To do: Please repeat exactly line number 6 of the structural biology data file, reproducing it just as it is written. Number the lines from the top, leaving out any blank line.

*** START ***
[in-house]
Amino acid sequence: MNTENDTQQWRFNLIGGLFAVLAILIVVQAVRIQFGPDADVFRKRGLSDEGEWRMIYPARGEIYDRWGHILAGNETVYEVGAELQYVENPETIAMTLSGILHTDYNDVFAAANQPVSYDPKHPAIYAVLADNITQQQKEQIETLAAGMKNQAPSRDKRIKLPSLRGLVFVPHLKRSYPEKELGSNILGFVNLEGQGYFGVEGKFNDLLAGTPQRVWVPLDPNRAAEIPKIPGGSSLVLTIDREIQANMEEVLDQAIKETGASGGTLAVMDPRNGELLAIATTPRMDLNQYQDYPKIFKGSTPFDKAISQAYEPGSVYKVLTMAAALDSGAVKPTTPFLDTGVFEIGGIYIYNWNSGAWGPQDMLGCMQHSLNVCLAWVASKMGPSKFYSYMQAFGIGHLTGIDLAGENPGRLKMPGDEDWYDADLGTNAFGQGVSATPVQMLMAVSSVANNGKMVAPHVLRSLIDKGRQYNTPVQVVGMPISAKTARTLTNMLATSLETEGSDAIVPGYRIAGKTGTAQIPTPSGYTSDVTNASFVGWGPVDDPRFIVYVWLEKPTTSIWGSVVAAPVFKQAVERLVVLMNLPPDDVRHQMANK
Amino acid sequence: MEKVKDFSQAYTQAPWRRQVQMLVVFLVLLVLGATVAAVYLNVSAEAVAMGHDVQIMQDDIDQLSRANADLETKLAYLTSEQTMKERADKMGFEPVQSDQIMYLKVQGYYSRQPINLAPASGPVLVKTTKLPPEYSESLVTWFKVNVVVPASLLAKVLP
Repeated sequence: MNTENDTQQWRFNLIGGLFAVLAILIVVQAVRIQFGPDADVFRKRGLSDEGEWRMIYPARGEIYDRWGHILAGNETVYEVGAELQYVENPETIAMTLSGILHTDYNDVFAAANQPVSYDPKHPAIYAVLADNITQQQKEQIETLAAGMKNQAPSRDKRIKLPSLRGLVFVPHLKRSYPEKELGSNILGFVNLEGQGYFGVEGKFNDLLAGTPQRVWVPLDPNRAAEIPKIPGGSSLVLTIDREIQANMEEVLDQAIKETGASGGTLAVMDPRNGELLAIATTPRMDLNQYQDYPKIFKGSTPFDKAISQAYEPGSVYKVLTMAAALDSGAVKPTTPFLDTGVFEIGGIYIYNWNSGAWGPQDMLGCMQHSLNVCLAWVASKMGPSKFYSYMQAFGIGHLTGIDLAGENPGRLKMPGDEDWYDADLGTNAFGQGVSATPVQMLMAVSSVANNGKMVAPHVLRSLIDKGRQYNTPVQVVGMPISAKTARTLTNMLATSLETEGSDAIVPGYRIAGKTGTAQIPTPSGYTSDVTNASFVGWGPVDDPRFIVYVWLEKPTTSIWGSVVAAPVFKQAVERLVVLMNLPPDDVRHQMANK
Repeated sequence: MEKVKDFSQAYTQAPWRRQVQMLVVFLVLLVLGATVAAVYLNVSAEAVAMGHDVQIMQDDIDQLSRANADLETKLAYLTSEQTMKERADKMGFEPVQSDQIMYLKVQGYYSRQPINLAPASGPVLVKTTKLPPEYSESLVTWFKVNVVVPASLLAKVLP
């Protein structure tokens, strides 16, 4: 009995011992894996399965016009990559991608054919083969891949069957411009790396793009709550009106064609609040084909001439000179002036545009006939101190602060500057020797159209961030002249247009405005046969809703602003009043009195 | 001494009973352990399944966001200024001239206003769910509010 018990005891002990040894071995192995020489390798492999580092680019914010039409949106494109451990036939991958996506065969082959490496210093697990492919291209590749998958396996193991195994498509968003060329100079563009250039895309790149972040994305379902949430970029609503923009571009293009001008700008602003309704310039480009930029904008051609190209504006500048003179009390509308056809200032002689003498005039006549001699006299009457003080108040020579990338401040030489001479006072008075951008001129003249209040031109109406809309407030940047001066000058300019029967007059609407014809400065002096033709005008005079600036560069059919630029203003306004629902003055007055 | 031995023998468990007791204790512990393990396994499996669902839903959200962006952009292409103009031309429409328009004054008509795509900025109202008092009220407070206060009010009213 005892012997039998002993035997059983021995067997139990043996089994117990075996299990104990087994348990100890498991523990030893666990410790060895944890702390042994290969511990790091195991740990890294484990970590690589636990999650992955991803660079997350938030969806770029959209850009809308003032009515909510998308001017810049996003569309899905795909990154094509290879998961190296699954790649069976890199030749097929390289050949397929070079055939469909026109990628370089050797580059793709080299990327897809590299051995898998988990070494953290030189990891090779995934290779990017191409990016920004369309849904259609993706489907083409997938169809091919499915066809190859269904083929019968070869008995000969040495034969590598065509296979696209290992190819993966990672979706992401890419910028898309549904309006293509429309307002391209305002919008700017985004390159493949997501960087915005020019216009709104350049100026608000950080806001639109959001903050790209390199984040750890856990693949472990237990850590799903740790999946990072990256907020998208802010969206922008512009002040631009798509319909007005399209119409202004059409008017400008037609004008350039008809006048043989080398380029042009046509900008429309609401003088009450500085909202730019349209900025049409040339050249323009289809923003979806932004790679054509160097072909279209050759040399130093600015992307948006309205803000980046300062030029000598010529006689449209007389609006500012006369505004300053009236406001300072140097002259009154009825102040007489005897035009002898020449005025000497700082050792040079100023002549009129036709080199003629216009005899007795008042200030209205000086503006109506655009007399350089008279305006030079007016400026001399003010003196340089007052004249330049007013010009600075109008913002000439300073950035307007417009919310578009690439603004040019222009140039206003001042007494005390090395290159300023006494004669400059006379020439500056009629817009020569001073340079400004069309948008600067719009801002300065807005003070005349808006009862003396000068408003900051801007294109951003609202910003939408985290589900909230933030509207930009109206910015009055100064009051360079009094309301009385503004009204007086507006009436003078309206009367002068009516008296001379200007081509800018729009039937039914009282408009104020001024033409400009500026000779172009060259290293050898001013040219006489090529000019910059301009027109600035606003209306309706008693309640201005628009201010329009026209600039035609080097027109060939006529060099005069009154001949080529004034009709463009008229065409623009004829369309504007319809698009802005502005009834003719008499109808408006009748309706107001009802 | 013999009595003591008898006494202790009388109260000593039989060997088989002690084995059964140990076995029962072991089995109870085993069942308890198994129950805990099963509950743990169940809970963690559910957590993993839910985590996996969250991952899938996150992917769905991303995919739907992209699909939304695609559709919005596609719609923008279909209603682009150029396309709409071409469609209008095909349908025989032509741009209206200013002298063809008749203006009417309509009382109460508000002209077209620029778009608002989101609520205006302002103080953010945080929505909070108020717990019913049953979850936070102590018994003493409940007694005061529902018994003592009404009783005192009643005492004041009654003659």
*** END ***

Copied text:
């Protein structure tokens, strides 16, 4: 009995011992894996399965016009990559991608054919083969891949069957411009790396793009709550009106064609609040084909001439000179002036545009006939101190602060500057020797159209961030002249247009405005046969809703602003009043009195 | 001494009973352990399944966001200024001239206003769910509010 018990005891002990040894071995192995020489390798492999580092680019914010039409949106494109451990036939991958996506065969082959490496210093697990492919291209590749998958396996193991195994498509968003060329100079563009250039895309790149972040994305379902949430970029609503923009571009293009001008700008602003309704310039480009930029904008051609190209504006500048003179009390509308056809200032002689003498005039006549001699006299009457003080108040020579990338401040030489001479006072008075951008001129003249209040031109109406809309407030940047001066000058300019029967007059609407014809400065002096033709005008005079600036560069059919630029203003306004629902003055007055 | 031995023998468990007791204790512990393990396994499996669902839903959200962006952009292409103009031309429409328009004054008509795509900025109202008092009220407070206060009010009213 005892012997039998002993035997059983021995067997139990043996089994117990075996299990104990087994348990100890498991523990030893666990410790060895944890702390042994290969511990790091195991740990890294484990970590690589636990999650992955991803660079997350938030969806770029959209850009809308003032009515909510998308001017810049996003569309899905795909990154094509290879998961190296699954790649069976890199030749097929390289050949397929070079055939469909026109990628370089050797580059793709080299990327897809590299051995898998988990070494953290030189990891090779995934290779990017191409990016920004369309849904259609993706489907083409997938169809091919499915066809190859269904083929019968070869008995000969040495034969590598065509296979696209290992190819993966990672979706992401890419910028898309549904309006293509429309307002391209305002919008700017985004390159493949997501960087915005020019216009709104350049100026608000950080806001639109959001903050790209390199984040750890856990693949472990237990850590799903740790999946990072990256907020998208802010969206922008512009002040631009798509319909007005399209119409202004059409008017400008037609004008350039008809006048043989080398380029042009046509900008429309609401003088009450500085909202730019349209900025049409040339050249323009289809923003979806932004790679054509160097072909279209050759040399130093600015992307948006309205803000980046300062030029000598010529006689449209007389609006500012006369505004300053009236406001300072140097002259009154009825102040007489005897035009002898020449005025000497700082050792040079100023002549009129036709080199003629216009005899007795008042200030209205000086503006109506655009007399350089008279305006030079007016400026001399003010003196340089007052004249330049007013010009600075109008913002000439300073950035307007417009919310578009690439603004040019222009140039206003001042007494005390090395290159300023006494004669400059006379020439500056009629817009020569001073340079400004069309948008600067719009801002300065807005003070005349808006009862003396000068408003900051801007294109951003609202910003939408985290589900909230933030509207930009109206910015009055100064009051360079009094309301009385503004009204007086507006009436003078309206009367002068009516008296001379200007081509800018729009039937039914009282408009104020001024033409400009500026000779172009060259290293050898001013040219006489090529000019910059301009027109600035606003209306309706008693309640201005628009201010329009026209600039035609080097027109060939006529060099005069009154001949080529004034009709463009008229065409623009004829369309504007319809698009802005502005009834003719008499109808408006009748309706107001009802 | 013999009595003591008898006494202790009388109260000593039989060997088989002690084995059964140990076995029962072991089995109870085993069942308890198994129950805990099963509950743990169940809970963690559910957590993993839910985590996996969250991952899938996150992917769905991303995919739907992209699909939304695609559709919005596609719609923008279909209603682009150029396309709409071409469609209008095909349908025989032509741009209206200013002298063809008749203006009417309509009382109460508000002209077209620029778009608002989101609520205006302002103080953010945080929505909070108020717990019913049953979850936070102590018994003493409940007694005061529902018994003592009404009783005192009643005492004041009654003659």